By Mirette Magdy
Egypt plans to return to the international debt markets in January to raise as much as $4 billion to fund the budget deficit, a Finance Ministry official said.
The ministry may approach investment banks to select advisers for the possible sale within three months, the official told Bloomberg on condition of anonymity because the plans have yet to be finalized. The amount and the timing would depend on market conditions, the official said.
Egyptian Finance Minister Amr El-Garhy said this month in comments published by the state news agency that Egypt was looking to raise between $2 billion and $4 billion in the first quarter of 2018. With local borrowing costs above 15 percent, the government plans to tap global debt markets again to capitalize on growing investor confidence after it floated its currency and cut costly energy subsidies. The steps helped seal a three-year $12 billion loan program from the International Monetary Fund in November.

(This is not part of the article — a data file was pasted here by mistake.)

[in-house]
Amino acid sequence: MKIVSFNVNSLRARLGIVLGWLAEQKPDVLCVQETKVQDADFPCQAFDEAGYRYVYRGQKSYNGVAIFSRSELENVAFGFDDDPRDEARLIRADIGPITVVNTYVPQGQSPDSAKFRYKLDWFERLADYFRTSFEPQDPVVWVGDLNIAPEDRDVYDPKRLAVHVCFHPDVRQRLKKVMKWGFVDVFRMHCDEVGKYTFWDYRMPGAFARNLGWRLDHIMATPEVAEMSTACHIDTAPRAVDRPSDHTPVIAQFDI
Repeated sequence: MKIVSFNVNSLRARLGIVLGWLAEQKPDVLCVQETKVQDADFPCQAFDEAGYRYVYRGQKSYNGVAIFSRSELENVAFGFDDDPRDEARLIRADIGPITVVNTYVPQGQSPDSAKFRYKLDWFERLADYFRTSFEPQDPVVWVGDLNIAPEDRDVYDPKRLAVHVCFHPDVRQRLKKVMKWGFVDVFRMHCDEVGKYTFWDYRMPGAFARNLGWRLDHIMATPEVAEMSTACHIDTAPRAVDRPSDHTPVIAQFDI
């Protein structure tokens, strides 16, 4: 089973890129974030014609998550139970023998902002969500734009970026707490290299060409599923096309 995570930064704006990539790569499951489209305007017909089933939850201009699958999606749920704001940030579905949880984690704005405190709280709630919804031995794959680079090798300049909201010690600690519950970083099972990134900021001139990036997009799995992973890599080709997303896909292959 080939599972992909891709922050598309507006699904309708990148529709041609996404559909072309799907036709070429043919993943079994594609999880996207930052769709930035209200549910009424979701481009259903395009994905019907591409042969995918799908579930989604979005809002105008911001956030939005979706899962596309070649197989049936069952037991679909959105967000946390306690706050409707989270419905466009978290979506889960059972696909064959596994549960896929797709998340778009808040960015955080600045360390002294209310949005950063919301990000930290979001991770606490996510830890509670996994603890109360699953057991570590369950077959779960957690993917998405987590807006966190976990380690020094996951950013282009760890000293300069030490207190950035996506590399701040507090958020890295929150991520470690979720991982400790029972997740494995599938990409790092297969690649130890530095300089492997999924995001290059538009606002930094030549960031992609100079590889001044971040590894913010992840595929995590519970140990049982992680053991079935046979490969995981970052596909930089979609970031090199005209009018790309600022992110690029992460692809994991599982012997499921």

The North-African country raised $7 billion from the sale of Eurobonds in the fiscal year that ended in June, including $4 billion in January consisting of five-, 10- and 30-year bonds with yields of 6.125 percent, 7.5 percent and 8.5 percent, respectively.
The government faces a financing gap of about $10 billion for the current fiscal year, the official said. Much of that is expected to be plugged by loans agreed with multilateral lenders including the IMF, which is due to disburse the second $4 billion installment of its facility. The nation is also expecting to receive the last $1 billion installment of a three-year World Bank loan and the last $500 million from the African Development Bank.
Egypt had a budget deficit of about 11 percent of economic output as of the end of June. The country is rated B3 at Moody’s Investors Service, six levels below investment grade.
— With assistance by Ahmed Feteha